It is in the European Union (EU) that the realization of human rights principles in penal practices has been most formally developed. Human rights conventions and covenants are incorporated into law with mechanisms for ensuring compliance. An important such mechanism is the Optional Protocol to the International Covenant on Civil and Political Rights. The Protocol furthers the purposes of the ICCPR by setting up a way for individuals to complain to the Human Rights Committee and be officially heard. The Human Rights Committee has the power to investigate any state party that is a signatory to the Protocol.16
Using the ICCPR as a basis, the nations of the EU conduct regular investigations into each other’s penal practices and hear from individuals who have not had their grievances properly adjudicated. Needless to say, the United States has not signed the Protocol nor implemented a domestic program of oversight that would serve the same purpose. The U.S. continues to assert that the U.S. Constitution is a sufficient document to insure human rights standards for the incarcerated.
The U.S. is routinely very late in making its obligatory reports to the UN Committee on Torture under the Convention Against Torture (CAT). In May 2006 the UN Committee responded to the United States’ second periodic report under CAT, noting that the report was 3.5 years late. The Committee was critical, found the U.S. was out of compliance with CAT requirements, and expressed concern regarding the following: 17
• absence of a law specifically prohibiting torture, with appropriate penalties
• psychological torture being ruled limited to “prolonged mental harm”
• U.S. law excluding times of armed conflict and secret detention facilities from limitations on torture
• law enforcement personnel not being adequately trained re: torture and CAT
• the use of waterboarding, short shackling, induction of fear with dogs, sexual humiliation, stress positions and other cruel, inhumane or degrading treatment or punishments, and the lack of investigations to bring perpetrators to justice
• limitations on federal civil actions brought by prisoners for mental or emotional injury that cannot also show physical injury (under the Prison Litigation Reform Act)
• the need to review execution methods to prevent severe pain and suffering
• the lack of measures to prevent all sexual violence in detention centers and insure effective investigation and prosecution of all perpetrators
• persistent gender-based humiliation and shackling of women during childbirth
• the practices of keeping children and adults in the same prison, and children receiving life sentences
• the need to review the use of electroshock devices that have proven lethal during restraint procedures
• the common use of prolonged solitary confinement in supermax prisons
• the many allegations of brutality and excessive force against vulnerable populations, particularly racial minorities, migrants and LGBT detainees
This long list of concerns and admonishments demonstrates how far the United States is from being a nation that respects and implements human rights for people who are incarcerated.
When prisons serve a positive social function and become a place of renewal and rehabilitation, communities are safer. Not only do prisoners benefit from living in humane circumstances, but society reaps the gain as well. Despair and hopelessness are replaced by a realistic, more positive sense of the future for both individuals and society. Turning from the negative approach of stopping cruel punishments under the U.S. Constitution to the positive requirements of the human rights standards is a good step toward making prisons work for the good of all.
Having prisons in which the essential aim is rehabilitation and social reintegration is a necessary step in beginning to heal the growing divide between rich and poor and stop the dramatic growth of severe poverty in the U.S. As the world’s leading jailer the U.S. must not only reverse the size of its prison population, but also alter the purpose of incarceration. Human rights doctrine and standards provide a well-practiced and successful way forward for our criminal prosecution and detention systems, and a way to assist in bringing the U.S. Constitution 200 years forward into the modern era.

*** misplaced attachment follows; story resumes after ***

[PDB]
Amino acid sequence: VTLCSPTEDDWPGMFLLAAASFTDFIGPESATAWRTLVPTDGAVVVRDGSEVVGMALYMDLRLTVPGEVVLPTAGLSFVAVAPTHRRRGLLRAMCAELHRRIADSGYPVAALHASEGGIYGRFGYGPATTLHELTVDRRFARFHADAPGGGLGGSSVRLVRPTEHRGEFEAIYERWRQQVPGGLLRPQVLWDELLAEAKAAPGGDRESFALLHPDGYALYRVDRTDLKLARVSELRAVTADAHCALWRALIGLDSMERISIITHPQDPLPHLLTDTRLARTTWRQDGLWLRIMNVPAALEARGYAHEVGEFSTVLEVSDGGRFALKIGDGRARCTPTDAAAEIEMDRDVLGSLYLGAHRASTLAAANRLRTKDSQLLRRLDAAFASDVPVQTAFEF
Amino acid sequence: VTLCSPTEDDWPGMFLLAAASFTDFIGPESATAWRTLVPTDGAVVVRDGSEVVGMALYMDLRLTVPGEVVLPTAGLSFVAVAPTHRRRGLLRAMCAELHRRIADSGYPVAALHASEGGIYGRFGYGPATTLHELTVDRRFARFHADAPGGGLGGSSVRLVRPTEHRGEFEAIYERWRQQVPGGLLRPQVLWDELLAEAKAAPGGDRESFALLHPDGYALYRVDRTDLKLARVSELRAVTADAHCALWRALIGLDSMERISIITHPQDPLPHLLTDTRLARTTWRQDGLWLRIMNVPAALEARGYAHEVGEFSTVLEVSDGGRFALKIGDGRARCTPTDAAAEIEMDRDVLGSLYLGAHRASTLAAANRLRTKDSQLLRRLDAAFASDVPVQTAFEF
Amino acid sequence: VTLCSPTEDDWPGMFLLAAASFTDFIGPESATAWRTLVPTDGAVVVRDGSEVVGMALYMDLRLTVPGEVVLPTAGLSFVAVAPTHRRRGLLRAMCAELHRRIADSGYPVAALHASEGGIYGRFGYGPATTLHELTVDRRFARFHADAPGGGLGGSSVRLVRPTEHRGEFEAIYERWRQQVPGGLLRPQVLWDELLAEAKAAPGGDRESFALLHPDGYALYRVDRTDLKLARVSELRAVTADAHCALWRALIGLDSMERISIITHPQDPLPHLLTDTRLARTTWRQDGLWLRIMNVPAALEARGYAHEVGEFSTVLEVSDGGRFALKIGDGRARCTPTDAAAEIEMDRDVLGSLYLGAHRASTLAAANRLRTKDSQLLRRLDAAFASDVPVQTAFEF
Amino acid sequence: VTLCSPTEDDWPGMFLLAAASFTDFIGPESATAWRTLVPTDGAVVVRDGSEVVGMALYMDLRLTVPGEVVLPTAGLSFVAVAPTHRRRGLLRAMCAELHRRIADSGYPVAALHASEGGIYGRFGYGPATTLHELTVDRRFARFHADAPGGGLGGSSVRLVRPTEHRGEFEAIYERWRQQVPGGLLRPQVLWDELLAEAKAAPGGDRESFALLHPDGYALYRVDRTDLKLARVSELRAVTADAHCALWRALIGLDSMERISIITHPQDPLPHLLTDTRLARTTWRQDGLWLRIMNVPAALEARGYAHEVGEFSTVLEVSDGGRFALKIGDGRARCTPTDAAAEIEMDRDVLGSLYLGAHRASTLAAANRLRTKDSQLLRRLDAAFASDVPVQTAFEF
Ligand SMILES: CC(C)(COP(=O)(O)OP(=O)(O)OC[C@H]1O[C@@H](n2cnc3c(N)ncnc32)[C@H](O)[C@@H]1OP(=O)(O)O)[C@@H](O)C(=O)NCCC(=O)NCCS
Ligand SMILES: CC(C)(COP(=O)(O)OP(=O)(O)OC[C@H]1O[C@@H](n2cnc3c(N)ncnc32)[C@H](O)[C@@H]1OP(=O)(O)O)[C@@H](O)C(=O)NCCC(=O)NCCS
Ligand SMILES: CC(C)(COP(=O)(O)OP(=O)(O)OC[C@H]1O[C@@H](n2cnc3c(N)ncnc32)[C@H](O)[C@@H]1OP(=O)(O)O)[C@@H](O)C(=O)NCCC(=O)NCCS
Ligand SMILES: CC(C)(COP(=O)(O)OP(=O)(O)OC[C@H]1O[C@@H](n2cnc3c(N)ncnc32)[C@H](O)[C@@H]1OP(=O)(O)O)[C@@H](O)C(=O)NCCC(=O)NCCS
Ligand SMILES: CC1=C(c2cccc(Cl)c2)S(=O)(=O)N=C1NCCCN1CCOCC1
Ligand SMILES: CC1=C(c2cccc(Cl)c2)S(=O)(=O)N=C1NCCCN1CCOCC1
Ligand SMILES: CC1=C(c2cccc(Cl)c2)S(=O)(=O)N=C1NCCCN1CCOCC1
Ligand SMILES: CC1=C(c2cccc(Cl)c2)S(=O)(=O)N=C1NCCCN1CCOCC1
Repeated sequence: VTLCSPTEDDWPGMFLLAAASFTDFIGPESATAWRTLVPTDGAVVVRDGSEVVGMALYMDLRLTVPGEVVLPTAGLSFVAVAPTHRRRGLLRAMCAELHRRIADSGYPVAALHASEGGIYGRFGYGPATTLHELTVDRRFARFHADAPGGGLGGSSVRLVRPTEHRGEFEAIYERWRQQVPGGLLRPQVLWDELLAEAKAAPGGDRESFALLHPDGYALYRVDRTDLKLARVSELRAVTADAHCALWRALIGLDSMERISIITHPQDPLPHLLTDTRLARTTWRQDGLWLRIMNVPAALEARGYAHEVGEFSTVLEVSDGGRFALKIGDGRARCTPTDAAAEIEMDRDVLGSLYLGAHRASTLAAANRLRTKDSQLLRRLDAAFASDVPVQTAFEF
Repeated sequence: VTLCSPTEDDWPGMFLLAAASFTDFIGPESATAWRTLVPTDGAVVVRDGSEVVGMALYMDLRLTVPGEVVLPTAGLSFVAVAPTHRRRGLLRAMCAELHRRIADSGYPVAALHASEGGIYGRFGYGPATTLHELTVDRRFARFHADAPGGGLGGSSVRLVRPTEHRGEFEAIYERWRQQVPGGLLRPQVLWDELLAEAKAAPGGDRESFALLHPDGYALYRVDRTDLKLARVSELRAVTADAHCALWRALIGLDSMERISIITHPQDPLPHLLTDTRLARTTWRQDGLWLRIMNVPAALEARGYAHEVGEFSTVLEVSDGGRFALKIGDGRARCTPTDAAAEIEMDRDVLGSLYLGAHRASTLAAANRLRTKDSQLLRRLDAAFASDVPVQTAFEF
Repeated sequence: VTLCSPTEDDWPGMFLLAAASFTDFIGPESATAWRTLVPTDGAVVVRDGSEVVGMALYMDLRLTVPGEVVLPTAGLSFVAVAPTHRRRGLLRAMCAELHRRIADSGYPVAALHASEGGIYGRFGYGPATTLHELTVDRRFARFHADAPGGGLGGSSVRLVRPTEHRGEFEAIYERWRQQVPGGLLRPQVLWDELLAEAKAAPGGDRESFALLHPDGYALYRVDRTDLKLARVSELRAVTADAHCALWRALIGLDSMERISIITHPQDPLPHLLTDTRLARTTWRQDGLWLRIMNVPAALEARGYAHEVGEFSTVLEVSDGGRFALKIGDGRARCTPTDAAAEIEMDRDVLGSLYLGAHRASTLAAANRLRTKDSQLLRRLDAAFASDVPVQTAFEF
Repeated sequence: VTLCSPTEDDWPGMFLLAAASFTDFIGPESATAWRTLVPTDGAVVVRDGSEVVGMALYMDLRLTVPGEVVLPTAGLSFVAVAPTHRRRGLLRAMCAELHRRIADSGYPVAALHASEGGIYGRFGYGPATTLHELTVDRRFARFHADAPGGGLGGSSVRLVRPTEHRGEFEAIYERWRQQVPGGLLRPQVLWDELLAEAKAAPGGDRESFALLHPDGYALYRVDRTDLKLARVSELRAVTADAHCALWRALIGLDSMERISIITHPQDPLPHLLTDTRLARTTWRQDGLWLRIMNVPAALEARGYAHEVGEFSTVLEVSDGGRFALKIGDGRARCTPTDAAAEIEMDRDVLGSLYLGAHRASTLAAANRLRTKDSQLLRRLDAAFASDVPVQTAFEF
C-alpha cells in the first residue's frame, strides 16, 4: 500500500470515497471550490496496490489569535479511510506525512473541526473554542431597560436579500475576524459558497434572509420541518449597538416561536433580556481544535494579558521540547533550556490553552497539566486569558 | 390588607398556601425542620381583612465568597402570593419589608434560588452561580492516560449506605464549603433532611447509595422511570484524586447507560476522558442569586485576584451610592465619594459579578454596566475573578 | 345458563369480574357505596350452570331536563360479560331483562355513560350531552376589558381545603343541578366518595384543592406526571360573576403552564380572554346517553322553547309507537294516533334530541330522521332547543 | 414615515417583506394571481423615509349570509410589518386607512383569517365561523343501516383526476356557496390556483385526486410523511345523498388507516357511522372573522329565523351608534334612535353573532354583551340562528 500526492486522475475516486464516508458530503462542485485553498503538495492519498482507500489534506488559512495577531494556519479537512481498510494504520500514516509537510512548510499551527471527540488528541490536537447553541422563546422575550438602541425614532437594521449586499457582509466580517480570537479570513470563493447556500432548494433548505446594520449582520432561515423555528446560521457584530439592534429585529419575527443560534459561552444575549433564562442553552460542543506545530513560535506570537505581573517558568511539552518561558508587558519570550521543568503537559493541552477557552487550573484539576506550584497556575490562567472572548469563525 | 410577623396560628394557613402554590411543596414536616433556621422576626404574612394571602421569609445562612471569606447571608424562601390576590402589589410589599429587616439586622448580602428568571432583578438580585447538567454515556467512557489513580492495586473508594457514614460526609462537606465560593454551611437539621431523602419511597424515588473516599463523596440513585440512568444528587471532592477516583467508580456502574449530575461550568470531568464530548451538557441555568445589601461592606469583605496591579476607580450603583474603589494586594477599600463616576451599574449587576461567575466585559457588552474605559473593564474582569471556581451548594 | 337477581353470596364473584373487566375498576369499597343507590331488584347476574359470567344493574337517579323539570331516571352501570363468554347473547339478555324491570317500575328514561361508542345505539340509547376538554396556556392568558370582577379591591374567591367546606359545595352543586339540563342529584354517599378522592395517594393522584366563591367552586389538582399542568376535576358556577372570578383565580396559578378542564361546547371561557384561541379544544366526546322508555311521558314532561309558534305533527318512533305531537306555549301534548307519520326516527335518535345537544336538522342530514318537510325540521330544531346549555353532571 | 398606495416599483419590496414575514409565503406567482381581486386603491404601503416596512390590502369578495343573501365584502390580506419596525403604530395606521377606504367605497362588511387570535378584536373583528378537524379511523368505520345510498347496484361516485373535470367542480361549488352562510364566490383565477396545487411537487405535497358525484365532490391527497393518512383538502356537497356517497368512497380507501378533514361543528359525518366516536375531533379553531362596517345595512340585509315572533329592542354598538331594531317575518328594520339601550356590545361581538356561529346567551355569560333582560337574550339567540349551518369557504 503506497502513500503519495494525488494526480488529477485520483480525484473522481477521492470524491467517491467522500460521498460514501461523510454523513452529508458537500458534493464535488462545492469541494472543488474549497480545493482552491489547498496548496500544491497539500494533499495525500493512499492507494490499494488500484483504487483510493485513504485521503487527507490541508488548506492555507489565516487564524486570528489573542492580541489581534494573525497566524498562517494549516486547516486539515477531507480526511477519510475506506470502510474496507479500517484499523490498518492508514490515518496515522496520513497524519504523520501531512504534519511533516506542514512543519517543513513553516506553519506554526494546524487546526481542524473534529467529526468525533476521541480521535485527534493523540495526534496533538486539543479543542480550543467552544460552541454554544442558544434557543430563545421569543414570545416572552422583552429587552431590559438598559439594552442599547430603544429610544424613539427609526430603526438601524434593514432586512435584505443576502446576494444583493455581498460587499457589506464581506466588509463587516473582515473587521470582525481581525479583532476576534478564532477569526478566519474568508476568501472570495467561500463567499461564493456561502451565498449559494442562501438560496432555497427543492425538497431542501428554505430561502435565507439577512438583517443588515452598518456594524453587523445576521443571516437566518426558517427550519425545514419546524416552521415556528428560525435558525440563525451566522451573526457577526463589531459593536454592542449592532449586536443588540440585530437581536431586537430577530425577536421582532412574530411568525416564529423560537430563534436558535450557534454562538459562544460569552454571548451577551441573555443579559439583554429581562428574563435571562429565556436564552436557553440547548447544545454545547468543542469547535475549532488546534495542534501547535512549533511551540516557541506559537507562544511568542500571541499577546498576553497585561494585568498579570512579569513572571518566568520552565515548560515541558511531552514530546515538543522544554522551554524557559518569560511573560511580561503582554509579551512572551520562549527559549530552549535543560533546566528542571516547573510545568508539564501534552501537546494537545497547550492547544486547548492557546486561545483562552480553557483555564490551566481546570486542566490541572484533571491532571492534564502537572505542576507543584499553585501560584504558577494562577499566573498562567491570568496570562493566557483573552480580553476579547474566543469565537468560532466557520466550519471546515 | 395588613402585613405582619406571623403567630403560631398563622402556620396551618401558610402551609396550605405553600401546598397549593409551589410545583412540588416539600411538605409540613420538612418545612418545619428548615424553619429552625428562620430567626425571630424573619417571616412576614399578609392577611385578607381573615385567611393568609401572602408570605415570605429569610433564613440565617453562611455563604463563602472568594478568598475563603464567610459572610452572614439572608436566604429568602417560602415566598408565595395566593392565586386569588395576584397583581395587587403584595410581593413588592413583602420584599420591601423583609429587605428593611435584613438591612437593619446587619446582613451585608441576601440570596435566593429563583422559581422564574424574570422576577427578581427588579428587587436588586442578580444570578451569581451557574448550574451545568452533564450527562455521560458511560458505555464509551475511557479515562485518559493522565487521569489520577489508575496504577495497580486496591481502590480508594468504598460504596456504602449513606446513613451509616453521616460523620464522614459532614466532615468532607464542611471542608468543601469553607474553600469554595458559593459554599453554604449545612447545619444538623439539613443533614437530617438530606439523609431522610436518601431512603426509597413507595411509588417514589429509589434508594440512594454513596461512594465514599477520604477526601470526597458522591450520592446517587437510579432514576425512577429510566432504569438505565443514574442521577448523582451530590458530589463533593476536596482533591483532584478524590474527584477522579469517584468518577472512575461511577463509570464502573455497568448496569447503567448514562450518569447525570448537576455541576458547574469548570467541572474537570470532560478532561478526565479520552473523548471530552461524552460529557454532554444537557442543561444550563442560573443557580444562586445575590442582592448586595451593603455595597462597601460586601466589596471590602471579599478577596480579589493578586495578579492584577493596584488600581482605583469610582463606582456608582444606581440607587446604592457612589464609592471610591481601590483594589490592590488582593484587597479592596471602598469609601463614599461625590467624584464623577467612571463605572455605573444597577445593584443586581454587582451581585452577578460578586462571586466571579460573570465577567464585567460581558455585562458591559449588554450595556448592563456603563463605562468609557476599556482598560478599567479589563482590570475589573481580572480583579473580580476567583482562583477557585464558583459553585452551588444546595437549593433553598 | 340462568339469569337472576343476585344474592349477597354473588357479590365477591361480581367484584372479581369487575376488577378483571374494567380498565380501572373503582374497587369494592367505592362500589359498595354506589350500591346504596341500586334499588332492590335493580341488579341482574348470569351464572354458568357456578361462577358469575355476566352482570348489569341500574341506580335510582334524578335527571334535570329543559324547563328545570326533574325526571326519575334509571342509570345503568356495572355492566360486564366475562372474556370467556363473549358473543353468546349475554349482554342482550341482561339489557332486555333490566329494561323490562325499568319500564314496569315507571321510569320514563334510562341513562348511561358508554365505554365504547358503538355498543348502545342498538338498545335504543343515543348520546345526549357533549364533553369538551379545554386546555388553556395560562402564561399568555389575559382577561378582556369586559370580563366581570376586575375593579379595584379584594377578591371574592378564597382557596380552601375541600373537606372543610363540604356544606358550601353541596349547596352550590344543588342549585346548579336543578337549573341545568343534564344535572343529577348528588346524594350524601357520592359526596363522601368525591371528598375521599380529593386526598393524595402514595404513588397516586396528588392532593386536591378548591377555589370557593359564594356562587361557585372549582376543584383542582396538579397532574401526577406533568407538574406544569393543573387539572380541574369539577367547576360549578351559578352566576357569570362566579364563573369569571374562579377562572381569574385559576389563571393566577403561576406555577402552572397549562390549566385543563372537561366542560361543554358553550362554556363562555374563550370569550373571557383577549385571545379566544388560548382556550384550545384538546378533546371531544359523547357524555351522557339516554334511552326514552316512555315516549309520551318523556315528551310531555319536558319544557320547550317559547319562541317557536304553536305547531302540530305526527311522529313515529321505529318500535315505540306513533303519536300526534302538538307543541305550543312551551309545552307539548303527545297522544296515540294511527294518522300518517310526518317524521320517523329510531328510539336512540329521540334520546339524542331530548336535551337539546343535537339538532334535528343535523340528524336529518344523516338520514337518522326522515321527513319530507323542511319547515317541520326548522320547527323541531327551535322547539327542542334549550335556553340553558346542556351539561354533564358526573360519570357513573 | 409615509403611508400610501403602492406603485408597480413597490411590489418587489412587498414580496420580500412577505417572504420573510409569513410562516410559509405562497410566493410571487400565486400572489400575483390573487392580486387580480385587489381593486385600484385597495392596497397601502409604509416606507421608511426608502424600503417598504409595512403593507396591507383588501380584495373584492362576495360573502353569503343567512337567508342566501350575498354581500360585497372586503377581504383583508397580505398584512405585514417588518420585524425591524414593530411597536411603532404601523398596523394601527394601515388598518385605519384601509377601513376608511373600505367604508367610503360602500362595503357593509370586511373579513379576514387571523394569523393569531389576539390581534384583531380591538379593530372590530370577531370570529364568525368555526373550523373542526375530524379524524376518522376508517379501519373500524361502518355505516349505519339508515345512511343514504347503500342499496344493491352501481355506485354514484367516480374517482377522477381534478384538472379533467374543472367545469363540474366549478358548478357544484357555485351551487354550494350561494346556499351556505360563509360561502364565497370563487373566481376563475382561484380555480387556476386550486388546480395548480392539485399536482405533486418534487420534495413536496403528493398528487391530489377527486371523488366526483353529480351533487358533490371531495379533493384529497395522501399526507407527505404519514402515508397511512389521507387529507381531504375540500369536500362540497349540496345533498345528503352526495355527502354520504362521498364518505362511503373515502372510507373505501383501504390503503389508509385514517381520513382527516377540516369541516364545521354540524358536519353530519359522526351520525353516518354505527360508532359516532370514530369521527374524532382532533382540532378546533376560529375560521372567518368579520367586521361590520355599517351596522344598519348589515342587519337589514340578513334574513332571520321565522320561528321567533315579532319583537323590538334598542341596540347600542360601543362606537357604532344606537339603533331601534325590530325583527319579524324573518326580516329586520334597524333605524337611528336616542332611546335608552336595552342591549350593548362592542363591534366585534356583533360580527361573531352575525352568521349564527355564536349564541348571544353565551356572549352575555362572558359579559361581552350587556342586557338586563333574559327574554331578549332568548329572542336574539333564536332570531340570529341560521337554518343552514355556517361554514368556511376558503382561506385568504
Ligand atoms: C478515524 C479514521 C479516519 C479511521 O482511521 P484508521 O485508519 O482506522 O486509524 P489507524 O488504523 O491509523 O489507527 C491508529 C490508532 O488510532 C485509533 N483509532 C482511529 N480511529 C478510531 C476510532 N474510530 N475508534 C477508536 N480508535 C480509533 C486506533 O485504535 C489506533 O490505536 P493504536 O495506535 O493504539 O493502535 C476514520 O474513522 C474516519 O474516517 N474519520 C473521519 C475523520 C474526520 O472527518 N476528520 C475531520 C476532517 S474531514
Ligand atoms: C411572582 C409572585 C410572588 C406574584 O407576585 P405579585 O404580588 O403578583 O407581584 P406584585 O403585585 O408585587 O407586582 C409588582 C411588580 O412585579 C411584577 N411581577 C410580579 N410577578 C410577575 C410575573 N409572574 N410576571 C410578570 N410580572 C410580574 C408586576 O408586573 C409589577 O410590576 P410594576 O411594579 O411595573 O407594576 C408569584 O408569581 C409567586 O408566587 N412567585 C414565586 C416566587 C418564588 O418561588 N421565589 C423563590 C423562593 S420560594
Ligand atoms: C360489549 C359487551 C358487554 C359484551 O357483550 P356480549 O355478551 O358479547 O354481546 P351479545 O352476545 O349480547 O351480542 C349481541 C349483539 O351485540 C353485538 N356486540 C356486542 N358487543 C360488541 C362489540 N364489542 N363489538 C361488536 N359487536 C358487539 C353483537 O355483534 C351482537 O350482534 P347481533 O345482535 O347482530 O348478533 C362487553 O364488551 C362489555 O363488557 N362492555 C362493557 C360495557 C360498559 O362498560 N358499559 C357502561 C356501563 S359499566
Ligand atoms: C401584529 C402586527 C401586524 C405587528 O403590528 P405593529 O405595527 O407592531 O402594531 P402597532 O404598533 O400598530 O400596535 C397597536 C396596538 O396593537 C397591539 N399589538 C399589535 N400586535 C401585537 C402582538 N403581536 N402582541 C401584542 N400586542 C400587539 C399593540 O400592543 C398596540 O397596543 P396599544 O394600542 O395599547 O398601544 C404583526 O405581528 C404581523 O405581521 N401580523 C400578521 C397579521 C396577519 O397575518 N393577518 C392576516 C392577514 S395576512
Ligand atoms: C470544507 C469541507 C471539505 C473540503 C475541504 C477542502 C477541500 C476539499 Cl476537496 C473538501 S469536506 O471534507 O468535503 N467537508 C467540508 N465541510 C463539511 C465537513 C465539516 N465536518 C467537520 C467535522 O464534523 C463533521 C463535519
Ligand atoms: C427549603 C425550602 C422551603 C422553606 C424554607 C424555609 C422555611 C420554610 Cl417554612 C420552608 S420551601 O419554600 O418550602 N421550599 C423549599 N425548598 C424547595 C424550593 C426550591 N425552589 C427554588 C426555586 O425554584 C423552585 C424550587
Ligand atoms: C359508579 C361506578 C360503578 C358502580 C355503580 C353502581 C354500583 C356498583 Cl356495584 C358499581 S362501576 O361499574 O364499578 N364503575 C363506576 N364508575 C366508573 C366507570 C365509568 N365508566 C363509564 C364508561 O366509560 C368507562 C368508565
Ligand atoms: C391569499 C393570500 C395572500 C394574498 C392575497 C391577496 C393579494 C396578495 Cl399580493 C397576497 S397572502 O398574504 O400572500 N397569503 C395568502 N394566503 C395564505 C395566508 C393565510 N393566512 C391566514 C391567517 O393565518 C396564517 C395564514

Dr. Corey Weinstein, a physician in San Francisco, California, is a long-term human rights advocate for prisoners. He works with the American Public Health Association, California Prison Focus and the WHO Health in Prison Project, and wrote this article exclusively for PLN
1 Body of Principles for the Protection of All Persons under any Form of Detention or Imprisonment; adopted by the United Nations General Assembly, Resolution 43/173 of 12/9/88
2 Ewald, Alec; “Civil Death”: The Ideological Paradox of Criminal Disenfranchisement Law in the United States, Wisconsin Law Review, p.1045, 2002
3 Losing the Vote: The Impact of Felony Disenfranchisement Laws in the United States, The Sentencing Project, 1998
4 Eric Cummins, The Rise and Fall of California’s Radical Prison Movement, Stanford U. Press, 1994, p.25
5 Op. cit., Losing the Vote
6 Standard Minimum Rules for the Treatment of Prisoners, Adopted by the First United Nations Congress on the Prevention of Crime and the Treatment of Offenders, held at Geneva in 1955, and approved by the Economic and Social Council by its resolution 663C (XXIV) of 31 July 1957 and resolution 2076 (LXII) of 13 May 1997
7 Ritchey, Warren, The Christian Science Monitor, July 14, 2010
8 Cole and Smith, The American System of Criminal Justice, Thomas Learning, Inc., 2007, p.507
9 International Covenant on Civil and Political Rights, Adopted and opened for signature, ratification and accession by General Assembly Resolution 2200A (XXI) of 16 December 1966. Entered into force 23 March 1976 in accordance with Article 49
10 Op. cit. Standard Minimum Rules
11 http://law.jrank.org/pages/1358/Incapacitation.html; Incapacitation – The Scholarly Literature on Incapacitation and the Measurement of Incapacitative Effects, Estimates of Incapacitation, Offending Trajectories and Incapacitation Policy
12 One in 100: Behind Bars in America 2008, Pew Center on the States, 2009
13 The Warehouse Prison, John Irwin, Roxbury Publishing Company, Los Angeles, CA, 2005
14 Coyle, Andrew, A Human Rights Approach to Prison Management, International Centre for Prison Studies, London, UK, 2002
15 Author’s interviews with staff and prisoners at the Maximum Control Complex at the Washington Correctional Center in Shelton, Washington
16 Optional Protocol to the International Covenant on Civil and Political Rights, G.A. 2200A (XXI), 21 U.N. GAOR Supp. (No. 16) at 59. U.N. Doc 63/16 (1966), 999 U.N.T.S. 302, entered into force 3/23/1976
17 Consideration of Reports Submitted by State Parties Under Article 19 of the Convention, United States of America, Committee Against Torture 36th Session, 1-19 May 2006, United Nations, CAT/US/CO/2, 25 July 2006